The oxtail went into the freezer, too–awaiting cooler days to become oxtail stew.

Wednesday I was still tired and tried to lay low, knowing that the following day was the day I needed to prepare the turkey.  I got to bed later than I wanted to, unfortunately, just in time for Joseph to wake up.  Since we were awake, I started looking at what it was going to take to cook a 36 lb bird and after I did I was sort of glad I was up.  The timetables all said that it was going to take 12-18 hours to cook!  Fortunately, Joseph as in an ok mood.  I put together the spice rub with him on my hip and then pulled down my giant roaster pan, put him in his chair and hauled out that ENORMOUS bird.  I’d seen it sitting there in the fridge all week and knew that it was big, but until I started trying to deal with it, I really  had no  idea.  In my still-weakened state I could barely heft the thing onto the counter and from there into the roaster.  Its ankles felt as big around as Grace’s wrists and I could barely wedge it into the pan.  On its back, its legs stuck way up into the air, so I decided it needed to be roasted breast down or risk having the legs remain raw.  Even breast down I could not get the lid on and Joseph was now deciding he was tired and done being in his chair.  I wrapped the top of the pan in aluminum foil as well as I could and hoped for the best.  Joseph’s crying had awakened my husband and he was concerned enough about the roasting set-up that he decided to sleep on the couch just to keep an eye on things.  It was about 2:30 when I started it.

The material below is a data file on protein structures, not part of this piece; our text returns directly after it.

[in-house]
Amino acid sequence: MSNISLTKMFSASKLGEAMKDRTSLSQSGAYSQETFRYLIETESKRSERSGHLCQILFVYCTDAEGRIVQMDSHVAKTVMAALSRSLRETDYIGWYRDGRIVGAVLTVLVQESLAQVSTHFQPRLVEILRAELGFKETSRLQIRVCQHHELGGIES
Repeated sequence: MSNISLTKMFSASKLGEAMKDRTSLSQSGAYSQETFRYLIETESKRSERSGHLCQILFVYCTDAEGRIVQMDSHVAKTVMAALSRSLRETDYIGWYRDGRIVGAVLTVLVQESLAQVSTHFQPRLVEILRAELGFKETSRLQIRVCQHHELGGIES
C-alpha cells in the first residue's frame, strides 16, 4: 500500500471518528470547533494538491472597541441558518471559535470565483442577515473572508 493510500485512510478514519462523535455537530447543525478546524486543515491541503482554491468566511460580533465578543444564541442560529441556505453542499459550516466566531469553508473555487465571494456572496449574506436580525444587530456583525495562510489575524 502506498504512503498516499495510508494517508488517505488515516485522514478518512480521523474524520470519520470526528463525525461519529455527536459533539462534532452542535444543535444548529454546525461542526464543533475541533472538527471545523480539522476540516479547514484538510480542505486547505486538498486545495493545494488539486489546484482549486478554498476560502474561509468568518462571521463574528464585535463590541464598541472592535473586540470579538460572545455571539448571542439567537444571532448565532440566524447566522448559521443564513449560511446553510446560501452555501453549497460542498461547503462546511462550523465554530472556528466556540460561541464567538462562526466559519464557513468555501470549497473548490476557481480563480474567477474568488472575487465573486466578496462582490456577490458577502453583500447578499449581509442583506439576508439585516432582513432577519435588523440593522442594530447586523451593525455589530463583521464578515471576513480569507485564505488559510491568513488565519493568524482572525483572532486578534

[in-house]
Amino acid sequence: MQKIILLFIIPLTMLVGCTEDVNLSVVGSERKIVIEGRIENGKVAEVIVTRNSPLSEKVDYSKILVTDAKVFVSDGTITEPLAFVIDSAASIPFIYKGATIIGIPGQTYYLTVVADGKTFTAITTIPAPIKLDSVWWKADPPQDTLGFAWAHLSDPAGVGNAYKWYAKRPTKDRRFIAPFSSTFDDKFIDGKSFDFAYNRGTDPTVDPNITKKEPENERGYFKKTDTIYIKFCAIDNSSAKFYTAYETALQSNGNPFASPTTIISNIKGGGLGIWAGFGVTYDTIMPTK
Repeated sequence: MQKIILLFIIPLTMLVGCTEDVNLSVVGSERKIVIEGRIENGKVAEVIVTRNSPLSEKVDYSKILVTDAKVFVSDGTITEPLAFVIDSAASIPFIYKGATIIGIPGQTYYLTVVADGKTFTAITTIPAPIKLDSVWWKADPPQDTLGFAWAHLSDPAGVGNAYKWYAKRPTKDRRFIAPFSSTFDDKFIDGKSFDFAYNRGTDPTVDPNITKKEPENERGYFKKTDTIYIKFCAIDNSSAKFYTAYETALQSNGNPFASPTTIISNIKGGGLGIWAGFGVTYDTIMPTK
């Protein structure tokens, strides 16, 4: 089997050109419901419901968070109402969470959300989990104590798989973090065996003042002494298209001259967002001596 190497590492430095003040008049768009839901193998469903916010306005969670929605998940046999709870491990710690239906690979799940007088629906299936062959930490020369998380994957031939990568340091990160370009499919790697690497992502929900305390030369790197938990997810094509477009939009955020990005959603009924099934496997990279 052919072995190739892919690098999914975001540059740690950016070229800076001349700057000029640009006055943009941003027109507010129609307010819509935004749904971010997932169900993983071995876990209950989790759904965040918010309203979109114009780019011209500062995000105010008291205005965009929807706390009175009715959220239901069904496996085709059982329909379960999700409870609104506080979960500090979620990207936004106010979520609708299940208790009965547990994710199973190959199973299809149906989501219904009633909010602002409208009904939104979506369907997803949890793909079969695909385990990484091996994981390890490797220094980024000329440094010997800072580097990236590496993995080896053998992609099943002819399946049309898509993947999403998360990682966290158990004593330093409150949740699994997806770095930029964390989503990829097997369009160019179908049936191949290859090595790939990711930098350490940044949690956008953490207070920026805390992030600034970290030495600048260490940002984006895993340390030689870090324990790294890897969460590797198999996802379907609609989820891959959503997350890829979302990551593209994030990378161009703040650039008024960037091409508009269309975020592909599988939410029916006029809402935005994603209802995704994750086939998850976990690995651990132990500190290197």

During the remains of the night I kept waking up and smelling it roasting.  It didn’t smell very good to me, but I was too tired to care.  Around seven I go up and checked on it, added some  more water, told the older kids that I needed them to hold down the fort while I got a little more sleep and went back to bed until Joseph woke up.  By about lunchtime it was starting to smell good, finally, and I should have checked it then.  When I finally checked it around 2:00 it was up around 200F!  I basted it thoroughly and set the pan to keep warm until dinner.

It was a little dry but, again, flavor like I’d never tasted before.  The dark meat was as dark as beef in some places.  The kids and I pulled the meat off the carcass after dinner and just kept gawking at the size of the bones.  I added enough water to cover them all (except for the breastbone which stuck up just a little too far above the rest) and started the roaster on low for stock-making.